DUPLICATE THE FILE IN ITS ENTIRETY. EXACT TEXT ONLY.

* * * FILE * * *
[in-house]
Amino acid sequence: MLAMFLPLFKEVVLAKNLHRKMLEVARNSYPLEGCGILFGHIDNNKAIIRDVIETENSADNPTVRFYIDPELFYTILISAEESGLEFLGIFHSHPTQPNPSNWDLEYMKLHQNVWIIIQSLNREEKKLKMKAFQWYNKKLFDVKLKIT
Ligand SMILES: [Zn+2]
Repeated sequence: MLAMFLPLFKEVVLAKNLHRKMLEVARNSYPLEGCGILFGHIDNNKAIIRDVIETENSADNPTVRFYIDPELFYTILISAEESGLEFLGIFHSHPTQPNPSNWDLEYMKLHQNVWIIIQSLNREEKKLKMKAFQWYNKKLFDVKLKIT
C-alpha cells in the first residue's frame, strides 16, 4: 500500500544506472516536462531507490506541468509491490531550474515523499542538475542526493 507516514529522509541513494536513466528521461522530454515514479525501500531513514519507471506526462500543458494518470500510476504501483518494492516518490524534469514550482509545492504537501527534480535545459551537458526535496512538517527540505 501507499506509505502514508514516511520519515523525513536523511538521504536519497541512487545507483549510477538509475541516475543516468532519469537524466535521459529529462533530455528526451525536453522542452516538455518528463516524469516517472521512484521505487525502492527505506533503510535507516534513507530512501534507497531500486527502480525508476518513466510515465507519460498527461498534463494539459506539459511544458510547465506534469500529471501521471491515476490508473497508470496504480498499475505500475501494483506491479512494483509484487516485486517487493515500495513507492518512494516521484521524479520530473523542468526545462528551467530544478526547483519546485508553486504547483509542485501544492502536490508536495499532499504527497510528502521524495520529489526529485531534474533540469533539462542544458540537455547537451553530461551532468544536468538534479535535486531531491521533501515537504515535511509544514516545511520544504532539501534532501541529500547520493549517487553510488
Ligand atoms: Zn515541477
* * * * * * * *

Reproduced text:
[in-house]
Amino acid sequence: MLAMFLPLFKEVVLAKNLHRKMLEVARNSYPLEGCGILFGHIDNNKAIIRDVIETENSADNPTVRFYIDPELFYTILISAEESGLEFLGIFHSHPTQPNPSNWDLEYMKLHQNVWIIIQSLNREEKKLKMKAFQWYNKKLFDVKLKIT
Ligand SMILES: [Zn+2]
Repeated sequence: MLAMFLPLFKEVVLAKNLHRKMLEVARNSYPLEGCGILFGHIDNNKAIIRDVIETENSADNPTVRFYIDPELFYTILISAEESGLEFLGIFHSHPTQPNPSNWDLEYMKLHQNVWIIIQSLNREEKKLKMKAFQWYNKKLFDVKLKIT
C-alpha cells in the first residue's frame, strides 16, 4: 500500500544506472516536462531507490506541468509491490531550474515523499542538475542526493 507516514529522509541513494536513466528521461522530454515514479525501500531513514519507471506526462500543458494518470500510476504501483518494492516518490524534469514550482509545492504537501527534480535545459551537458526535496512538517527540505 501507499506509505502514508514516511520519515523525513536523511538521504536519497541512487545507483549510477538509475541516475543516468532519469537524466535521459529529462533530455528526451525536453522542452516538455518528463516524469516517472521512484521505487525502492527505506533503510535507516534513507530512501534507497531500486527502480525508476518513466510515465507519460498527461498534463494539459506539459511544458510547465506534469500529471501521471491515476490508473497508470496504480498499475505500475501494483506491479512494483509484487516485486517487493515500495513507492518512494516521484521524479520530473523542468526545462528551467530544478526547483519546485508553486504547483509542485501544492502536490508536495499532499504527497510528502521524495520529489526529485531534474533540469533539462542544458540537455547537451553530461551532468544536468538534479535535486531531491521533501515537504515535511509544514516545511520544504532539501534532501541529500547520493549517487553510488
Ligand atoms: Zn515541477